In 1997, Molly Scott Cato and her colleagues Busby and Bramhall conducted an interesting piece of research: I don’t know much about Science . Their analysis of the new parliament showed that 30 per cent of MPs did not have an 0-level equivalent in any STEM subject, and only 56 had a degree with physics, chemistry, biology or maths. By comparison, 309 MPs (46.8 per cent) had an arts-based degree, including myself with a degree in philosophy! What is more, 80 per cent of MPs worked previously in careers that did not require any significant knowledge of science.
The study has not been repeated, but I suspect that science will be just as under-represented in the 2010 intake. In fact, it is likely to be even less represented. Many of the ‘science champions’ — Dr Gibson, Dr Iddon, Dr Turner and Doug Naysmith — will be leaving Labour’s ranks, whilst Ian Taylor (the former Science Minister) and Tim Boswell (the former HE Minister) will be retiring from the Conservative ranks — as indeed will I from the Liberal Democrats. This will leave precious few MPs willing or able to speak up for science in the tough negotiations ahead of the 2011 Comprehensive Spending Review.
There may of course be new, enthusiastic recruits, but a quick glance down the list of prospective Parliamentary candidates in winnable seats suggests not. It is therefore crucial that the science community raises its standard and gives politicians the clear evidence of the crucial role science must play in our future. There is a fantastic tale to tell — of past successes and a rich future — but someone must tell it with conviction.
Scientists and politicians
With a backdrop of the huge fiscal deficit, cutbacks in public expenditure and the rise in unemployment, the challenge for the 2010 government will be whether it has the courage and foresight to pursue the nation’s long-term future or only short-term goals.
For the science community the answer is simple. From climate change to energy, from food security to global security, the world depends on science for effective solutions. And it is the delivery by science of new technologies to solve these problems that will generate economic growth, so resolving medium- if not short-term problems of unemployment.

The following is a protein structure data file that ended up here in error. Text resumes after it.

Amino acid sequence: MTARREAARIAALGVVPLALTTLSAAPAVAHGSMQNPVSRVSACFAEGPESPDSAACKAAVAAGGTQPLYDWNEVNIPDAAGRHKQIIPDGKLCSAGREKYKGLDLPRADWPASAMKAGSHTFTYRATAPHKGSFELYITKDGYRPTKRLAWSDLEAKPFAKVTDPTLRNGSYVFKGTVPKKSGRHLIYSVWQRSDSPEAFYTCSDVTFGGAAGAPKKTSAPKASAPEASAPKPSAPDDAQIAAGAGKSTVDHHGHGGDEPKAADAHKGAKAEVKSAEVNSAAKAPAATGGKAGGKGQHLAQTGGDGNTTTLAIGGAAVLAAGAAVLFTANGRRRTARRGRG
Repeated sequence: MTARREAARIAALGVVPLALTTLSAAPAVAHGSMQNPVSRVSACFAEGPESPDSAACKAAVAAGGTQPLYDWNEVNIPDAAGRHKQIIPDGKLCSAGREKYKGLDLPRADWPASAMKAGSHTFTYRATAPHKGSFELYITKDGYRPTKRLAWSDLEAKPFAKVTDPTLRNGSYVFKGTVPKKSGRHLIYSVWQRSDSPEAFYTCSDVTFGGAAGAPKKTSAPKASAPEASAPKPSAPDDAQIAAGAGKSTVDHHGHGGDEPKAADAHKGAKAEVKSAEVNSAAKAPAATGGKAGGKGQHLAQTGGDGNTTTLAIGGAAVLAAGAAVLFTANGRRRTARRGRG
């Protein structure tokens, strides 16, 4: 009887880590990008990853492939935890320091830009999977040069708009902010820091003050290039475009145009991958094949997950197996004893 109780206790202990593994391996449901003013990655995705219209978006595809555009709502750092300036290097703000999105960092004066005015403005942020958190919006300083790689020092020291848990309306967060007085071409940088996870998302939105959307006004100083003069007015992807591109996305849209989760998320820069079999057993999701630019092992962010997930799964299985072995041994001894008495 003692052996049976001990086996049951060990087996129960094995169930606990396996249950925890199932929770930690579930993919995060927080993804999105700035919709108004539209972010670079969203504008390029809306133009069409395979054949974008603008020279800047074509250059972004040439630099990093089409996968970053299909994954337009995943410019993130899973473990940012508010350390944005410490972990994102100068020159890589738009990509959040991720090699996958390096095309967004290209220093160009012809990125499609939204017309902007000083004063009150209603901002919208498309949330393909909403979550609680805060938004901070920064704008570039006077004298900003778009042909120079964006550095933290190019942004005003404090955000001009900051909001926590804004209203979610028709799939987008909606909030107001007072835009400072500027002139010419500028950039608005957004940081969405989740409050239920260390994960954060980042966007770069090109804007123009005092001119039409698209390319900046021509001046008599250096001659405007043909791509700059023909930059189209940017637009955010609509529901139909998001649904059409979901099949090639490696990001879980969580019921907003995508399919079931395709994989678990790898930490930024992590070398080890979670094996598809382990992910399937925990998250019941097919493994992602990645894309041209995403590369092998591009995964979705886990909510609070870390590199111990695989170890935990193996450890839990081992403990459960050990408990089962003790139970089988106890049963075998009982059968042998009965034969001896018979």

But politicians continue to treat science with suspicion and sceptism born of ignorance and a lack of engagement. To be fair, the current Labour government has made significant investments in our science base. The effect has been to repair the damage of past under-investment and, crucially, give the UK a global position in science second only to the USA.
Yet the signs are not good. Despite the ‘ring fence’ round science budgets, recent announcements from the Science and Technology Facilities Council (STFC) have seen a 52 per cent cut in funding for nuclear physics, 25 per cent reduction in PhD programmes, the withdrawal from ALICE experiments at CERN and the phasing out of a number of space missions including the Cassini probe and the Venus Express orbiter. It seems inevitable that cuts to other areas of science funding will follow. Or does it?
President Obama has answered these questions for the USA emphatically. Speaking at the National Academies of Sciences (NAS) in Washington in April 2009 he said, ‘Science is more essential for our prosperity, our security, our health, our environment and our quality of life than it has ever been before’ – and backed that up with a fiscal stimulus package of £480 billion that went directly to into research, green technologies, green energy and the scientific skills of young people. Few of our politicians would do this, because for most of our politicians see science as peripheral, not central, to today’s political challenges.
Phil Willis MP chairs the Commons Committee on Science and Technology